H.P. Lovecraft attended the grand opening in late April 1926. Probably on Sunday 25th April, the day after the official dedication ceremonies of what was then known as the Eliza G. Radeke Museum of Art. Lovecraft also found that he shared his Barnes St. house with… “an official of the School of Design Museum” (Letters from New York, p.312). This calm new Colonial-style museum must surely have been a Lovecraft haunt in the years after his return from New York. Lovecraft already knew well the RISD Museum’s neighbouring…
Pendelton House” … “sedulously maintained in order to give the visitor a faithful picture of Georgian interiors as they really were.” (Lovecraft letter to Kleiner, 1919).
There were hopes that the new Museum would soon have an accompanying Colonial style courtyard garden, though it appears the garden may not have been realised until 1933/4 as the plans were only drawn up in 1933 — if it was completed, it is possible that Lovecraft also visited the inaugural opening of the garden. Presumably there was then no admission charge for the Museum and Pendelton House, as the impoverished Lovecraft was taking his friends to both as late as 9th August 1936…
Today I shall meet Barlow & de Castro at noon, & we shall do the art museum (only a block down the hill from 66 [College St.]) — which R H B [Barlow] has seen only in part, & which will be wholly new to Old ’Dolph [Castro]. There’s some pretty good stuff in it, even if it isn’t a rival of the Metropolitan in N.Y. Attached to the museum proper is a perfect reproduction of a colonial mansion, containing the finest collection of American colonial furniture in the world.” (Letter to Galpin, 9th August 1936)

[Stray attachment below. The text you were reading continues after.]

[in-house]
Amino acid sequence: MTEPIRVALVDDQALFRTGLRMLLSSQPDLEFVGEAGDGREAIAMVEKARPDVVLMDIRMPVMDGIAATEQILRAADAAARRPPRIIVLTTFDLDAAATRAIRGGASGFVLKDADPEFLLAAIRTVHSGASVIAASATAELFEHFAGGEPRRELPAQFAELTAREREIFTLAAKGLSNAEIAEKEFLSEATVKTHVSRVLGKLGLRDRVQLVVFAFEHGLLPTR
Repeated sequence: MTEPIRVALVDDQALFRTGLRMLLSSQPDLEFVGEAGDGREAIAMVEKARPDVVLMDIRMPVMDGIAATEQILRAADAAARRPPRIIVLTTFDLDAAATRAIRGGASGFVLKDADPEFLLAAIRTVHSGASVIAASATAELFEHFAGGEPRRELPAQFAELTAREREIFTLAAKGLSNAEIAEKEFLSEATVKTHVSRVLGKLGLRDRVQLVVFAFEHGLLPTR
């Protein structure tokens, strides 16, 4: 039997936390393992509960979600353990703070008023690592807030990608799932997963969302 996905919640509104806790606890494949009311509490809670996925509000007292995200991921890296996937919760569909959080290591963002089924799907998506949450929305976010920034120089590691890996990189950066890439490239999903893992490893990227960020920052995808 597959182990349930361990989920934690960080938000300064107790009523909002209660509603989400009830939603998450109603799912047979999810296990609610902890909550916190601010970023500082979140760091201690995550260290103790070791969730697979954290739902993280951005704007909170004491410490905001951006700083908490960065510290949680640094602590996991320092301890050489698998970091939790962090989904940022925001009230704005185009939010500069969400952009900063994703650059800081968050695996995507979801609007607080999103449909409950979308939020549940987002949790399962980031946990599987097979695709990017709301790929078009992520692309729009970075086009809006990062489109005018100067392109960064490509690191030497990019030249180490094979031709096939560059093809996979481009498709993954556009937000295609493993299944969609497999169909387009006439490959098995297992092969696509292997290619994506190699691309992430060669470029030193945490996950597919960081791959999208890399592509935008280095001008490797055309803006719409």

The Eliza G. Radeke Museum of Art, as the Radeke Building was then known, was housed at 224 Benefit St. in Providence. Its frontage suggested only a modest single floor, but visitors found that it dropped ambitiously down the steep hillside at the back for five floors, each housing galleries showing “a permanent collection … from Egyptian and Ancient art through Impressionism to 20th-century art and design”.
The Eliza G. Radeke Museum Greek & Roman gallery. (Modern photo of the central Roman sarcophagus in colour)
Pictures above from a primarily architectural article in the Bulletin of the Metropolitan Museum of Art, June 1926.
Sadly the date of the April 1926 opening puts it ‘over the line’ in terms of copyright, so I can’t find newspaper coverage of the initial opening in the Providence Sunday Journal and the like.